Research gets closer to producing revolutionary battery to power renewable energy industry
Any resident of the Great Plains can attest to the massive scale of wind farms that increasingly dot the countryside. In the Midwest and elsewhere, wind energy accounts for an ever-bigger slice of U.S. energy production: In the past decade, $143 billion was invested into new wind projects, according to the American Wind Energy Association.
However, the boom in wind energy faces a hurdle — how to effectively and cheaply store energy generated by turbines when the wind is blowing, but energy requirements are low.
“We get a lot of wind at night, more than at daytime, but demand for electricity is lower at night, so, they’re dumping it or they lock up turbines — we’re wasting electricity,” said Trung Van Nguyen, professor of petroleum & chemical engineering at the University of Kansas. “If we could store this excess at night and sell or deliver it during daytime at peak demand, this would allow wind farm owners to make more money and leverage their investment. At the same time, you deploy more wind energy and reduce demand for fossil fuels.”
Since 2010, Nguyen has headed research to develop an advanced hydrogen-bromine flow battery, an advanced industrial-scale battery design — it would be roughly the size of a semi-truck — that engineers have strived to develop since the 1960s. It could work just as well to store electricity from solar farms, to be discharged overnight when there’s no sun.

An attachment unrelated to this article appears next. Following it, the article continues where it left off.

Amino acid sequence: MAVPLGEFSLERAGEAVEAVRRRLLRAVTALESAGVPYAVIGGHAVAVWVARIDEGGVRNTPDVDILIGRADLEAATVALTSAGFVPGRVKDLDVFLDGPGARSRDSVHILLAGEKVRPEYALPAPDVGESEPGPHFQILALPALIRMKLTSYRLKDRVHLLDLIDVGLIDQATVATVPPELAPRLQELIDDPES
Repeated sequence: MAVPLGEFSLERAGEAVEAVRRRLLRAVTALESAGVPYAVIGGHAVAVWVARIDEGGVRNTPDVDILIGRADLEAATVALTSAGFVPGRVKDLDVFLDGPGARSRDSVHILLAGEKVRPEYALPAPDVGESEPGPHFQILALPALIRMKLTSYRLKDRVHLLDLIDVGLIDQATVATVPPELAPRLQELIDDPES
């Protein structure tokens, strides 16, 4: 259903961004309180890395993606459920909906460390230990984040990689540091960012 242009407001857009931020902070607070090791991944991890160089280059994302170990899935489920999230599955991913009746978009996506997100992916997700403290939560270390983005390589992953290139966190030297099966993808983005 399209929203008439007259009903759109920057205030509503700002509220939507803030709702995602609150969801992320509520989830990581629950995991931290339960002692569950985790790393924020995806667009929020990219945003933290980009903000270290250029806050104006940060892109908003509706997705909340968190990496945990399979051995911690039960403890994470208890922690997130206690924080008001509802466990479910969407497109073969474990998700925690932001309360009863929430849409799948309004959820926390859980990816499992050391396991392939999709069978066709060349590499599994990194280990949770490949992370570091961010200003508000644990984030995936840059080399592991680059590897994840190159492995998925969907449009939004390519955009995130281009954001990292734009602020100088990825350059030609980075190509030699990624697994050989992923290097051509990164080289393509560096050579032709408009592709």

Funded first by the National Science Foundation and later by the Advanced Research Projects Agency-Energy, Nguyen has worked with researchers from the University of California at Santa Barbara, Vanderbilt University, the University of Texas at Arlington and Case Western Reserve University. Along the way, Nguyen has overseen breakthrough work on key components of hydrogen-bromine battery design.
For one, there’s the electrode Nguyen developed at KU. A battery’s electrode is where the electrical current enters or leaves the battery when it’s discharged. To be maximally efficient, an electrode needs a lot of surface area. Nguyen’s team has developed a higher-surface-area carbon electrode by growing carbon nanotubes directly on the carbon fibers of a porous electrode.
“Before our work, people used paper-carbon electrodes and had to stack electrodes together to generate high-power output,” he said. “The electrodes had to be a lot thicker and more expensive because you had to use multiples layers — they were bulkier and more resistive. We came up with a simple but novel idea to grow tiny carbon nanotubes directly on top of carbon fibers inside of electrodes — like tiny hairs — and we boosted the surface area by 50-70 times. We solved the high-surface requirement for hydrogen-bromine battery electrodes.”
A key issue remaining before a hydrogen-bromide battery can be marketed successfully is the development of an effective catalyst to accelerate the reactions on the hydrogen side of the battery and provide higher output while surviving the extreme corrosiveness in the system. Now, with funding from an NSF sub-award through a private company called Proton OnSite, Nguyen is verging on solving this last barrier.